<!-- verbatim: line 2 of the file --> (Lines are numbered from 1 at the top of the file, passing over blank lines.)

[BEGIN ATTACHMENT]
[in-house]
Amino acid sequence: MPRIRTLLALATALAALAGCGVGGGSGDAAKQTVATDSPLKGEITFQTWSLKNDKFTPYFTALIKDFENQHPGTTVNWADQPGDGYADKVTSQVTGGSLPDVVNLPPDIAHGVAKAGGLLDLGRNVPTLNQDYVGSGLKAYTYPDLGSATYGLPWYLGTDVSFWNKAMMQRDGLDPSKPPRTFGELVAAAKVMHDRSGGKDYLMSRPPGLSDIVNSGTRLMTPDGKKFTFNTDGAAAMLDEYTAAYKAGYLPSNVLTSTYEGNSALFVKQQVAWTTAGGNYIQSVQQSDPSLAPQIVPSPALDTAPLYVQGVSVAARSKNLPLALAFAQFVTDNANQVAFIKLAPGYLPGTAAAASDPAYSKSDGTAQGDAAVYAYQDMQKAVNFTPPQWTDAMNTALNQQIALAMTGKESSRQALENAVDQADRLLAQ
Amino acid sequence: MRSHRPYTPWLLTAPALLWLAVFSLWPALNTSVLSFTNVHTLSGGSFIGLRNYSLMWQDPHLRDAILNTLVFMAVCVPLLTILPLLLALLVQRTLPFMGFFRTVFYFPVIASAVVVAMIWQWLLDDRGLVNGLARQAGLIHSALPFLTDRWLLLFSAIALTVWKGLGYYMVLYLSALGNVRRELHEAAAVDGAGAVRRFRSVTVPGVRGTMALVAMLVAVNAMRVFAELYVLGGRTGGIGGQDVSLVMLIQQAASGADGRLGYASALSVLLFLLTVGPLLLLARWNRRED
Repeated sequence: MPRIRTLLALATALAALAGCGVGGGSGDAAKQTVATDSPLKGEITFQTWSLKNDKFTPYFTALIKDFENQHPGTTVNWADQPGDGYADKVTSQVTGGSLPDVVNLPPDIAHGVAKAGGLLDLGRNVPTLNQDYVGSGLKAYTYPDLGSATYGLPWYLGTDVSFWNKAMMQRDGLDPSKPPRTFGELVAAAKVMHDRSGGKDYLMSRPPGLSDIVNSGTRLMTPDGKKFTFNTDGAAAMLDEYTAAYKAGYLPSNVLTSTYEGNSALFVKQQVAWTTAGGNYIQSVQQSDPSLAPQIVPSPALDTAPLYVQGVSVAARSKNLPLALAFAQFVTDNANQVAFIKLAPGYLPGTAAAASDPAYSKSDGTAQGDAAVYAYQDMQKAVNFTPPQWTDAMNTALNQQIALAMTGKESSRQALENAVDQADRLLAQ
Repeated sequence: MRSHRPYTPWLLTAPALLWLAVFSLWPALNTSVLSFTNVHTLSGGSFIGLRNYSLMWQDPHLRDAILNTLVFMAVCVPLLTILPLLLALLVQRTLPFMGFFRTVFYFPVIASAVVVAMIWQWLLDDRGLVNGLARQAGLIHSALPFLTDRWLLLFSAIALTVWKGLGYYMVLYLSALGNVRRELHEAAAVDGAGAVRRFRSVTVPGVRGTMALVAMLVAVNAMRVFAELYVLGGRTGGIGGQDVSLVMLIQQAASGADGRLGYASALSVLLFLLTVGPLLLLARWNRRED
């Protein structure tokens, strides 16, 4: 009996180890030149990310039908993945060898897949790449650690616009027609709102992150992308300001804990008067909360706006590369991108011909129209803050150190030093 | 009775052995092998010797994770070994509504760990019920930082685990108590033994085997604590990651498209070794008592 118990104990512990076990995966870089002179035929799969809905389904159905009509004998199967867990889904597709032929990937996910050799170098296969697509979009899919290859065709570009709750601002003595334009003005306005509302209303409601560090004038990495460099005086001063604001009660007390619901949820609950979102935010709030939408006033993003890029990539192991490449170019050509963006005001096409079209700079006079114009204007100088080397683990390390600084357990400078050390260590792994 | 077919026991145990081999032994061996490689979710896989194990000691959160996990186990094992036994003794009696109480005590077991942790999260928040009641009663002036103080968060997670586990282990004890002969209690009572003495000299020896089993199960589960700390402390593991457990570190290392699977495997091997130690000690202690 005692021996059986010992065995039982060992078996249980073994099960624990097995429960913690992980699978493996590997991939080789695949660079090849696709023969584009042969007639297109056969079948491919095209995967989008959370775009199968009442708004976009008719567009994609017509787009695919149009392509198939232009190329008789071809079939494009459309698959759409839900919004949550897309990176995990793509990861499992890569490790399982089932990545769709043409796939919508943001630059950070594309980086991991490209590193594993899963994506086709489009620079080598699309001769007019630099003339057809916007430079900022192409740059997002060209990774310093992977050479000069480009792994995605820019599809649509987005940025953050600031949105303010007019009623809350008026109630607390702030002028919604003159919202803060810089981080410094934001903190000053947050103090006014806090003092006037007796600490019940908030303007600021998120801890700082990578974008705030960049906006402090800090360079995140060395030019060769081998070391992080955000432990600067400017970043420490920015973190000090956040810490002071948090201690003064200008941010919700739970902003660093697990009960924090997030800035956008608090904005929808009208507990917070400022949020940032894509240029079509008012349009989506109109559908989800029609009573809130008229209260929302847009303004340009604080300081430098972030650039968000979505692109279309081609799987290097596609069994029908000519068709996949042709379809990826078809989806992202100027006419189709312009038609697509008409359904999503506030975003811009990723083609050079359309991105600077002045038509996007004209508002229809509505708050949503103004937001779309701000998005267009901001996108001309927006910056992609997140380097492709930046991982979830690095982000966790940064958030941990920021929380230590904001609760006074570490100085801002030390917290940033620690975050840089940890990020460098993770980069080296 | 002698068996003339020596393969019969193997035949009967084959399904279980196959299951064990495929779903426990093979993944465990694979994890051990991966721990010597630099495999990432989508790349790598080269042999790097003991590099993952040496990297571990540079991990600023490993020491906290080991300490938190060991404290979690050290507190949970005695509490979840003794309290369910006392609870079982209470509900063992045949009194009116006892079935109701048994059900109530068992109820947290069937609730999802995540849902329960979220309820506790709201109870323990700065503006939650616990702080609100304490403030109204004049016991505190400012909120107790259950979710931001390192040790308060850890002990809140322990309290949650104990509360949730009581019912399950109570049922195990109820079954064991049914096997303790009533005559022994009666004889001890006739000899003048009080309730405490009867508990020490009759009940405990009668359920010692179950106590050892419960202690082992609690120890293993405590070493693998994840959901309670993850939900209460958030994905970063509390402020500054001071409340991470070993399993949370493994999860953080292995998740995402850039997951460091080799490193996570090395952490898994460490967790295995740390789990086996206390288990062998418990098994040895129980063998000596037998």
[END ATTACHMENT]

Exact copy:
Amino acid sequence: MPRIRTLLALATALAALAGCGVGGGSGDAAKQTVATDSPLKGEITFQTWSLKNDKFTPYFTALIKDFENQHPGTTVNWADQPGDGYADKVTSQVTGGSLPDVVNLPPDIAHGVAKAGGLLDLGRNVPTLNQDYVGSGLKAYTYPDLGSATYGLPWYLGTDVSFWNKAMMQRDGLDPSKPPRTFGELVAAAKVMHDRSGGKDYLMSRPPGLSDIVNSGTRLMTPDGKKFTFNTDGAAAMLDEYTAAYKAGYLPSNVLTSTYEGNSALFVKQQVAWTTAGGNYIQSVQQSDPSLAPQIVPSPALDTAPLYVQGVSVAARSKNLPLALAFAQFVTDNANQVAFIKLAPGYLPGTAAAASDPAYSKSDGTAQGDAAVYAYQDMQKAVNFTPPQWTDAMNTALNQQIALAMTGKESSRQALENAVDQADRLLAQ